The Rabbi Writes: Election Day

The Jewish Humanist, November 1982, Vol. XX, Number 4

Election Day. 

November is a month when we think about politicians and the way they should behave.  It is a time when we focus on the role of government in our lives. 

Government is an indispensable part of our existence.  When it makes demands on us and takes our money we hate it.  When it gives us what we want we love it.  For most citizens the ambivalence will never be resolved.  Even the most charismatic politician will be both admired and resented. 

No matter who is elected to public office-Democrat or Republican-he will have to confront certain realities.  There are certain facts that transcend the partisan struggle and become the setting for any government program. 

What are these realities? 

People distrust the government now more than ever before.  There is a deep disillusionment among all Americans about what the government can do for them.  Political activity has declined.  Established parties have difficulty recruiting workers.  The public attitude features more resentment than admiration.  Even in a time of deep recession the old radical movement cannot mobilize people for programs of massive government intervention. Ronald Reagan touches a strong popular sentiment when he speaks of shrinking the government. 

What cures inflation increases unemployment.  The economic strategy of the Government and the Federal Reserve Board over the past few years, has been an assault on the problem of inflation.  High interest rates and the attempt to reduce public welfare have been partially successful in checking inflation.  But they have also resulted in the worst unemployment record since the Great Depression.  If we wish to reduce unemployment, we will have to risk more inflation.  There is no present single cure for both. 

Tax cuts do not work.  The tax cuts of supply side economics are not working.  Government revenues are declining and government deficits are ballooning.  Military and welfare costs are rising.  Promised private investment in job-producing enterprises has not been forthcoming.  If the public debt continues to grow massively, interest rates will go up fast as the government borrows most of the available money.  We cannot have our cake and eat it. We have to pay for what we buy.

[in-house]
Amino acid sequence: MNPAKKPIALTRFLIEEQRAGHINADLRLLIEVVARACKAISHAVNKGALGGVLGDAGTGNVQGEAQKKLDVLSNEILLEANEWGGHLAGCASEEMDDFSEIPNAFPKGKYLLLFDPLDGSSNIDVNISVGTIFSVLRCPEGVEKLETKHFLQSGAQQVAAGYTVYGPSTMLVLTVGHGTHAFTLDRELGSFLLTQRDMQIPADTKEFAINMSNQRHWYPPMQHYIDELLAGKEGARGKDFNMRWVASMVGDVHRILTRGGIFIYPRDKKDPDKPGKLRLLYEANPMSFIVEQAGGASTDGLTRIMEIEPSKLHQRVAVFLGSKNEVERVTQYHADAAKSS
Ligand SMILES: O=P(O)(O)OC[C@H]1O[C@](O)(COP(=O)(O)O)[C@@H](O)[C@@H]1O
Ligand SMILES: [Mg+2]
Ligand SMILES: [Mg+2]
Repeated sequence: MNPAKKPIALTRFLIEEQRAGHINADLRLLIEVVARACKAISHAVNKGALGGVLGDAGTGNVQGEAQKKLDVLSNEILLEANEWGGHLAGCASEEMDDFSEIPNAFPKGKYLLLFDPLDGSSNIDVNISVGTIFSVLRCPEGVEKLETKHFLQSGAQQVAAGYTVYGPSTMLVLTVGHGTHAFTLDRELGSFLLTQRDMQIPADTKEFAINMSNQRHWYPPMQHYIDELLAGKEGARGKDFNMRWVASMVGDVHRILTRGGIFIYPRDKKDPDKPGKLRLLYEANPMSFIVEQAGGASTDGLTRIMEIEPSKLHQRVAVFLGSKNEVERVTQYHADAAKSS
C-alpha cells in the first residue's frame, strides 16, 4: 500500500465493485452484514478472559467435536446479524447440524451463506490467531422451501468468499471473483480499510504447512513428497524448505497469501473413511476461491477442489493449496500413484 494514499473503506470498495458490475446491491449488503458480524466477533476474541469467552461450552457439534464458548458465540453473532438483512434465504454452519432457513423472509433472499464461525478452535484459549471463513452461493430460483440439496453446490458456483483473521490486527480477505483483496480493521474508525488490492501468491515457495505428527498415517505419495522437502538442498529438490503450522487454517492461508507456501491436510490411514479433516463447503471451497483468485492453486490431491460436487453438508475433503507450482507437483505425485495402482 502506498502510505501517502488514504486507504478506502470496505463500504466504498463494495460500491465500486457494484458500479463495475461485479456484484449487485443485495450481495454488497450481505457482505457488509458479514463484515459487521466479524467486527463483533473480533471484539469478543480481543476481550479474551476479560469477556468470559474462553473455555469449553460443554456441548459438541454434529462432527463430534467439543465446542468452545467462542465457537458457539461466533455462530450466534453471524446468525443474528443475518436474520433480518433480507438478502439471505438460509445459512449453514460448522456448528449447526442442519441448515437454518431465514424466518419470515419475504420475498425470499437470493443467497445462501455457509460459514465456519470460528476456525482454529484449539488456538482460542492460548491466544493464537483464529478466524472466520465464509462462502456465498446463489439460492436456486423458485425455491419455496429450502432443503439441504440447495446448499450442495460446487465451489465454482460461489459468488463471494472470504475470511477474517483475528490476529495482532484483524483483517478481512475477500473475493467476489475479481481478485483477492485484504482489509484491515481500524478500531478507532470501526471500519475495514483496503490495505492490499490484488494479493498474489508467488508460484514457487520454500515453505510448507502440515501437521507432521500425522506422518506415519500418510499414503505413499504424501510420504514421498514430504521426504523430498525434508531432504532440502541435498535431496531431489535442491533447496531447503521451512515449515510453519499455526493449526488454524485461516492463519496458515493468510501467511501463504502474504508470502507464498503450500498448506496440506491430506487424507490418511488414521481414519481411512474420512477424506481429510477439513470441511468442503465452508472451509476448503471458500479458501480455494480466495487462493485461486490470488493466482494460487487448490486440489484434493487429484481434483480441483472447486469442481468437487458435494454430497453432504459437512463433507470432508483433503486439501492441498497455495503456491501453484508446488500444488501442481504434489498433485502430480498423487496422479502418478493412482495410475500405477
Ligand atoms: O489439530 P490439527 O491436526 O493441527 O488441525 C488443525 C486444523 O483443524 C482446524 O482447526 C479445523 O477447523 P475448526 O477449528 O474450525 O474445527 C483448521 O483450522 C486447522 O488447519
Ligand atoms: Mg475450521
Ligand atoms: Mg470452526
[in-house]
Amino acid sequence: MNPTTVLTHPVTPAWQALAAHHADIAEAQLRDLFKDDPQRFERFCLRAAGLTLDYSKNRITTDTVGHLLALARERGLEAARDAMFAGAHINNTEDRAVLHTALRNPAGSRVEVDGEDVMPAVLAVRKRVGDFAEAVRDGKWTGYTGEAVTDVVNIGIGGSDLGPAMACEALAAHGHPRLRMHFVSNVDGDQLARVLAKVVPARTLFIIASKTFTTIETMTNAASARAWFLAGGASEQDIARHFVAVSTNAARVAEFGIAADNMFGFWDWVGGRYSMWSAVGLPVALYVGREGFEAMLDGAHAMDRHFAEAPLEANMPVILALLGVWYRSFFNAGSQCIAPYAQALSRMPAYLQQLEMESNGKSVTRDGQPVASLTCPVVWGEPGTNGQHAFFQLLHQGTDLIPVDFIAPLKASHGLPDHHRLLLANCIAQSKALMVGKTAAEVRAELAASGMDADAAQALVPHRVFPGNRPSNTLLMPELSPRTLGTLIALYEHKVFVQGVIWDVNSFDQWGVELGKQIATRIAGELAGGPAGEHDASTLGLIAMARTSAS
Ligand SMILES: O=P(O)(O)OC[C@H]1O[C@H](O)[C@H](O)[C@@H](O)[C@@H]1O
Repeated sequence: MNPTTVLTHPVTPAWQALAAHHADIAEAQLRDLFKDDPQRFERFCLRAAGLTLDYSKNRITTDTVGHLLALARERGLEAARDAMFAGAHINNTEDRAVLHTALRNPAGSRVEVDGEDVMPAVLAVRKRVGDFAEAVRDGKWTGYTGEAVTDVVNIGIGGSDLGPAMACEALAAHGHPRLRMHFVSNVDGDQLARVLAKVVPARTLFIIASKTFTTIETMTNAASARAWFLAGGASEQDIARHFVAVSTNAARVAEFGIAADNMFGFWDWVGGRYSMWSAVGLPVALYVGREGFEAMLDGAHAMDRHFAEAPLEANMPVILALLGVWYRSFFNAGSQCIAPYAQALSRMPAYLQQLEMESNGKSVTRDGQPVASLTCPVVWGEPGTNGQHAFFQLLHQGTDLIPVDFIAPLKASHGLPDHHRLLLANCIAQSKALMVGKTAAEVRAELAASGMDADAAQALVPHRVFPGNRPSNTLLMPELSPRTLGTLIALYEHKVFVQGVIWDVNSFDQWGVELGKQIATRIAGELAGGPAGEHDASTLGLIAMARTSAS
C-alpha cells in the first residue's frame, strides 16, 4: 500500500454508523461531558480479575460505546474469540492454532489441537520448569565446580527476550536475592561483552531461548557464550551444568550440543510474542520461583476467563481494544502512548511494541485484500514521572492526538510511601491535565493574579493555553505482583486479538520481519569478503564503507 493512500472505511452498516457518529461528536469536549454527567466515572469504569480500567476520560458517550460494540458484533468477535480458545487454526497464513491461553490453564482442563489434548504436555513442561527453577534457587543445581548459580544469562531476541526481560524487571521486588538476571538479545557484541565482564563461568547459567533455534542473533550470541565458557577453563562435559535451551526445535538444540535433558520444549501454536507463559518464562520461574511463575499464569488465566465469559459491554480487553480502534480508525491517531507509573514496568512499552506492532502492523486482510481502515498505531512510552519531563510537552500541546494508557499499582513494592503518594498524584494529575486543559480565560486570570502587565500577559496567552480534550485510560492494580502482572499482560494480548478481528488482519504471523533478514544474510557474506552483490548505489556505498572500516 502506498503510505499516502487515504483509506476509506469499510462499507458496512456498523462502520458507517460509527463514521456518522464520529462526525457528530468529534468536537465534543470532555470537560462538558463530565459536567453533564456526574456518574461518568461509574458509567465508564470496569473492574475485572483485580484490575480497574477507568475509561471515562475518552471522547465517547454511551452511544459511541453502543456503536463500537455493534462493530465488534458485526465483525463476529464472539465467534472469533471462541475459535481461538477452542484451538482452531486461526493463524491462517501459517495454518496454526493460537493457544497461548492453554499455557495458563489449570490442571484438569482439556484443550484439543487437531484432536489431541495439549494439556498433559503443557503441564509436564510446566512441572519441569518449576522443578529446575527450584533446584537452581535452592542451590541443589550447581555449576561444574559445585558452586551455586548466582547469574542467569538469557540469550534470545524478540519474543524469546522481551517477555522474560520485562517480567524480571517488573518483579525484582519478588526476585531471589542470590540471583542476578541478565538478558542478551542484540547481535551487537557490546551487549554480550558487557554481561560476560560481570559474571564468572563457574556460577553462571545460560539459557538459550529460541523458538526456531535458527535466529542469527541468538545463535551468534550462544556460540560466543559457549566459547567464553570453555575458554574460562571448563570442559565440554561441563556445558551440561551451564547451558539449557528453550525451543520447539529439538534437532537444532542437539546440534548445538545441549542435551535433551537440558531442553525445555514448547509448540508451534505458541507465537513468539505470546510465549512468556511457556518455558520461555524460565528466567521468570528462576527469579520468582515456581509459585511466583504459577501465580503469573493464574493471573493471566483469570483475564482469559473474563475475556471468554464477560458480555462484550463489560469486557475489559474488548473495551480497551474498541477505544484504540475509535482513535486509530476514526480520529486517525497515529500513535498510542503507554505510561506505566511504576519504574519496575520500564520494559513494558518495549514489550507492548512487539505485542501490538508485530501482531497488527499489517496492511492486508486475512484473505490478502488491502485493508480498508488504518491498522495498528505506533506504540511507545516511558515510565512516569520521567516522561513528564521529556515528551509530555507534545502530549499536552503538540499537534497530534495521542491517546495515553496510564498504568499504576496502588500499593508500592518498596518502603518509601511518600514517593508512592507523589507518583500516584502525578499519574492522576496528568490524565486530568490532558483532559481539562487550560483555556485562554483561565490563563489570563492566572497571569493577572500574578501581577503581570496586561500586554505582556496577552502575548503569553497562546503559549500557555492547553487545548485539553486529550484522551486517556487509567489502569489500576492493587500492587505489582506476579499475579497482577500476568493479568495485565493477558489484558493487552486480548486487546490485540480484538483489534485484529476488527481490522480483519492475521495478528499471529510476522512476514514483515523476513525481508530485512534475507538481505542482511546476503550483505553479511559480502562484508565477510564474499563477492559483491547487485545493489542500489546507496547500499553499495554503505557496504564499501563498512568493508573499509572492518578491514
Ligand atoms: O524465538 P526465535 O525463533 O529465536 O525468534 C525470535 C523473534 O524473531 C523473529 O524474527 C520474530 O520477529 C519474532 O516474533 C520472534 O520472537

We have to choose between welfare and jobs.  The strained resources of the government, on all levels, cannot meet both the welfare demands of an aging society and the necessity to create new jobs and to provide job training;.  Right now, if the government has to make choices, it should invest its money in training young people for professions of the future and not in improved maintenance of the elderly.  Futuristic education is the key to our survival and to the preservation of our standard of living  Old industries will move to the parts of the world where labor is cheap.  Innovative industries will be able to sustain an expensive workforce. 

Government planning and initiative are required.  Private enterprise has always needed government help.  It still does.  The public authorities have to direct the use of available money.  It has to make sure that it is not gobbled up in useless corporate mergers.  It has to assign it to innovative job-producing businesses that will be able to compete on the markets of the future.  Passive withdrawal from intervention is to court disaster.  If we do not tamper with the marketplace, others will.  We need a long-run plan for the investment of our resources. 

Abortion and school prayer are diversions from the real issues.  Since the economic problems often appear unsolvable, it is tempting for politicians to divert public attention from the real issues and to play the role of moral crusader.  The danger is that in the attempt to hide from the economic dilemmas, the guarantees of civil liberties and a secular state, which are part of our constitutional heritage, will be sacrificed for short run political advantage.  The dignity and integrity of all politicians are going to be sorely tested in the near future.